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where would it show?

Emergency   (1,170 Views 3 Comments)
by phiposurde phiposurde (Member)

phiposurde has 9 years experience and specializes in critical care,flight nursing.

3,241 Profile Views; 120 Posts

I had an interesting case last week in the ER. 21 years old lady with HX of epilepsia. Last Sz 6- 1 years ago. Not a very good Hx from fiance cause" just been dating her 6 month ago.But I know for ever !!( ummmmm ) Anyway, withness tonic/clonic lasted 1 min, no incontinence. Ox4 with EMS. Due to our amazing care , therefore been very popular, she had to wait in the hallway with an other medic crew for 2-3 hours. On report they state:"she is kind spaceout". Ask if he notice any abscence or anything, state that he didn't. They also state they had a good visual on her. On assessment. she is oriented x2 1/2. slow to answer and 2 week behing in the time question. She does apear to be in lala land. Apear to belong time to be post-ictal. So send etoh and suspect possible drug on board. at no point she does any absence on me. Dx?? Absence sz therefore possible status epilecticus r/t ongoing absence sz!!!! I always thought absence Sz they would be... absent!! My question ( finally phiposurde, you took your time!!!8) In full status epilecticus tonic/sz we can assess lactate and decrease in sugar. What would be abnormal in her case?? Her sugar was in the normal range by the way(sorry I am not familiar with your number in the USA). Any neuro nerdy outhere??

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Jennifer, RN has 11 years experience and specializes in ER, telemetry.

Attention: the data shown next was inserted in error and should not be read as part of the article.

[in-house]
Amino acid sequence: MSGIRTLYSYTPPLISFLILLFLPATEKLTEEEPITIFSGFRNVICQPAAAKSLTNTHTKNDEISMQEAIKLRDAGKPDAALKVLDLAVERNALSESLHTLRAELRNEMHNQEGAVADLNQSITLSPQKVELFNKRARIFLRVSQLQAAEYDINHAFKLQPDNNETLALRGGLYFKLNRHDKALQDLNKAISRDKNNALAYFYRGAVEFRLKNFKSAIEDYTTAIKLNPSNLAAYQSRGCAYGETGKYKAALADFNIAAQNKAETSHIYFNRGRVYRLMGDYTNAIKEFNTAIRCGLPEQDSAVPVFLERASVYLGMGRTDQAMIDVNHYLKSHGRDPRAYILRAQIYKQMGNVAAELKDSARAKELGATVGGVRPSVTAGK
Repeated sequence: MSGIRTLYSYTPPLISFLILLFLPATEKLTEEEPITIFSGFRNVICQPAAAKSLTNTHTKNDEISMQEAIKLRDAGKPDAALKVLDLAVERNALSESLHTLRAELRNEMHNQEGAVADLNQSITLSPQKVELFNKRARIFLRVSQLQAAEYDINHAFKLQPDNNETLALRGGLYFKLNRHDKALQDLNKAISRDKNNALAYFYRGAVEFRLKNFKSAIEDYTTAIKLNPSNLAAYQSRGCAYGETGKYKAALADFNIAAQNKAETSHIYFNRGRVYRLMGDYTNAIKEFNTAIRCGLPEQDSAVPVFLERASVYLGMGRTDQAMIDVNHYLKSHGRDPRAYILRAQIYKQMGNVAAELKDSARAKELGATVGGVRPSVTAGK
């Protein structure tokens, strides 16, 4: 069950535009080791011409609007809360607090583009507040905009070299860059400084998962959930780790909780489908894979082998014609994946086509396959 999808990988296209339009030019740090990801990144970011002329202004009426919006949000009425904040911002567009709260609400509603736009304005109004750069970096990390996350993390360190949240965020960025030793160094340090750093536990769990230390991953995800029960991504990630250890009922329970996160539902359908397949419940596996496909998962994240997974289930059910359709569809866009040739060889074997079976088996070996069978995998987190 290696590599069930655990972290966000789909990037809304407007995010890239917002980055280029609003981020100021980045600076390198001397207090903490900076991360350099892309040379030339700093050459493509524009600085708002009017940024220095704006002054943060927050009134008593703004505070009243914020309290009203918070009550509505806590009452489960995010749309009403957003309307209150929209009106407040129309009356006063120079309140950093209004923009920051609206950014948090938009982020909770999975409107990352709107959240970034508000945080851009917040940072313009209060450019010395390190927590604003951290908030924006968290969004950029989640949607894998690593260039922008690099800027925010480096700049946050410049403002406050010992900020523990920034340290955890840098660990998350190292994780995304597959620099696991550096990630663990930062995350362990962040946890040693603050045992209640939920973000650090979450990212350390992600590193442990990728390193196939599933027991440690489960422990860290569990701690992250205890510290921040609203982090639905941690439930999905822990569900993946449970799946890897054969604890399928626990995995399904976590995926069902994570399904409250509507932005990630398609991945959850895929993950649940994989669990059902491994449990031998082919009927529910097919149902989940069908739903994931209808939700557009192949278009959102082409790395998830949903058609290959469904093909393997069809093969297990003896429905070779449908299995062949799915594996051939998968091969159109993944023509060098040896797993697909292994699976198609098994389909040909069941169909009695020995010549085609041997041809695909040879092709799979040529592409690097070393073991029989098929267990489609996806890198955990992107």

226 Posts; 4,470 Profile Views

I'm really not sure what your question is, but, it seems like you think that absence seizures (or petit mal) are undetectable by observing the pt. My son has absence seizures and his are manifested by his eyes slightly rolling up and staring spells lasting ~2-10 seconds, with no loss of motor coordination. These seizures come anytime, sometimes dozen within 1 hour, more so after waking up from bedtime or nap. They can interrupt laughing, talking, etc... and he returns to his normal self immediately with no post ictal state. With direct observation of his face and eyes, they are easily recognizable. He started having these seizures at about 10 months of age, and they are much less pronounced if not completely gone now(at age 4). I don't know if that helps.

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Larry77 has 10 years experience as a RN and specializes in Trauma/ED.

1,158 Posts; 8,430 Profile Views

Wow...to the OP...it is very difficult to read your post d/t all the typo's etc...are you French? I don't really understand your question so am unable to answer it but please run spell check for us...thank you.

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